September 30, 2014

I wrote this post a few years back….Ruby is 7 now. ūüôā I don‚Äôt want to give you the impression that our homeschool days are all wonderful and perfect, but here‚Äôs a glimpse of one of the days that was working for us! Many people wonder what to do with a little one while you […]

Read the full article →

Tutoring Services

August 6, 2014

Homeschooling and Tutoring Services!! Hi, my name is Erin Khooda. My passion is teaching. I love figuring out the way a student learns and teaching them accordingly. My goal is to give my students a comfortable environment so that they are best able to think and learn. It is great to see the “light” go […]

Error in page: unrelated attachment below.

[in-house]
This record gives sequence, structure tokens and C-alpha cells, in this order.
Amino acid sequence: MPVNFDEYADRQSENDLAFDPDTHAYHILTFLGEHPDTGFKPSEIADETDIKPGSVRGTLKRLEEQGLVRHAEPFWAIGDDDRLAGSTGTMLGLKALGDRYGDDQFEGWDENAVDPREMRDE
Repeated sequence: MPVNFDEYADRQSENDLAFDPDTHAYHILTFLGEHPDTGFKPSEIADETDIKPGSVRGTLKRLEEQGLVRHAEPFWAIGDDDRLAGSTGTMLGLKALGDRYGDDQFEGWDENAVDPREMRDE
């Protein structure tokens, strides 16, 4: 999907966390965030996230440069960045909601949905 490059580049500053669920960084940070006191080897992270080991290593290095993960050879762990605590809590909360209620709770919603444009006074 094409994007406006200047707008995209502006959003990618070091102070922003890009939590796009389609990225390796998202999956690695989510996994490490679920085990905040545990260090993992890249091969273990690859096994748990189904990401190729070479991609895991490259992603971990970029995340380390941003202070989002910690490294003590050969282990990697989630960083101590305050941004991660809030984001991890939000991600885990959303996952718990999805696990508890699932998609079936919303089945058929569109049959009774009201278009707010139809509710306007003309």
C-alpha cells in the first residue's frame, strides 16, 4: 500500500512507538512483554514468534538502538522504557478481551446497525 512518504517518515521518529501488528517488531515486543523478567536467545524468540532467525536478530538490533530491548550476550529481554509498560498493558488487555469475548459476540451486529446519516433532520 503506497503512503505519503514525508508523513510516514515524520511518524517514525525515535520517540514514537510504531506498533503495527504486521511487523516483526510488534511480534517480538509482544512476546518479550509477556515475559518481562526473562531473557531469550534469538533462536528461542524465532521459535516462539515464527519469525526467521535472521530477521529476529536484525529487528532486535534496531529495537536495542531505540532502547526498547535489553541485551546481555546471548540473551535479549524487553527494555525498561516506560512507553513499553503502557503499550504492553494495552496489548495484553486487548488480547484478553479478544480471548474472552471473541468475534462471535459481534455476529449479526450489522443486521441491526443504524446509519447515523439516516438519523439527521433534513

Read the full article →

Exodus Books Curriculum Sale

July 9, 2014

Exouds Books is having a sale on new curriculum, 12% off, through July 31, 2014. Check out their website or visit their store for more details!

Read the full article →

HOOPS Homeschool Basketball 2014 Season

October 10, 2013

The 2014 HOOPS basketball season is fast approaching! Registrations are due by November 15th and costs remain the same as last year at $45 per child.¬† Get your registrations in early!¬† Participation is limited to available space on teams and teams will generally be filled in the order registrations are received. The tentative schedule is: […]

Read the full article →